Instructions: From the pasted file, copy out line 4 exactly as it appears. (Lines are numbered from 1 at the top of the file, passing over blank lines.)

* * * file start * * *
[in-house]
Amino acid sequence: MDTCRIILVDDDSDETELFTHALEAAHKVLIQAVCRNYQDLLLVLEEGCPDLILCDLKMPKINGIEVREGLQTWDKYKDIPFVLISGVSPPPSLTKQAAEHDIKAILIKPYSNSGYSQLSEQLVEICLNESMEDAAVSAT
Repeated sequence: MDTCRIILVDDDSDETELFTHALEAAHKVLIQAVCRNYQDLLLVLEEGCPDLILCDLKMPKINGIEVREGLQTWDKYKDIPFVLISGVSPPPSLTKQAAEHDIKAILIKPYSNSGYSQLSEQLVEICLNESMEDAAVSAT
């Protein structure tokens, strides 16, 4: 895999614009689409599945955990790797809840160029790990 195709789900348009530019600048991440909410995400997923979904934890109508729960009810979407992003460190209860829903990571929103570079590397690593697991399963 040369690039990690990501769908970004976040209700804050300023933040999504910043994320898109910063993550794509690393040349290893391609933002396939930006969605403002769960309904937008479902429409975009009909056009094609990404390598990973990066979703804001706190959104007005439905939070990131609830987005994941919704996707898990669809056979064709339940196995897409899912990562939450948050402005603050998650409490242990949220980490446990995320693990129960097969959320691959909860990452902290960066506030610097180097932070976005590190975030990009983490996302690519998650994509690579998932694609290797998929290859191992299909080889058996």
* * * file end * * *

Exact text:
């Protein structure tokens, strides 16, 4: 895999614009689409599945955990790797809840160029790990 195709789900348009530019600048991440909410995400997923979904934890109508729960009810979407992003460190209860829903990571929103570079590397690593697991399963 040369690039990690990501769908970004976040209700804050300023933040999504910043994320898109910063993550794509690393040349290893391609933002396939930006969605403002769960309904937008479902429409975009009909056009094609990404390598990973990066979703804001706190959104007005439905939070990131609830987005994941919704996707898990669809056979064709339940196995897409899912990562939450948050402005603050998650409490242990949220980490446990995320693990129960097969959320691959909860990452902290960066506030610097180097932070976005590190975030990009983490996302690519998650994509690579998932694609290797998929290859191992299909080889058996």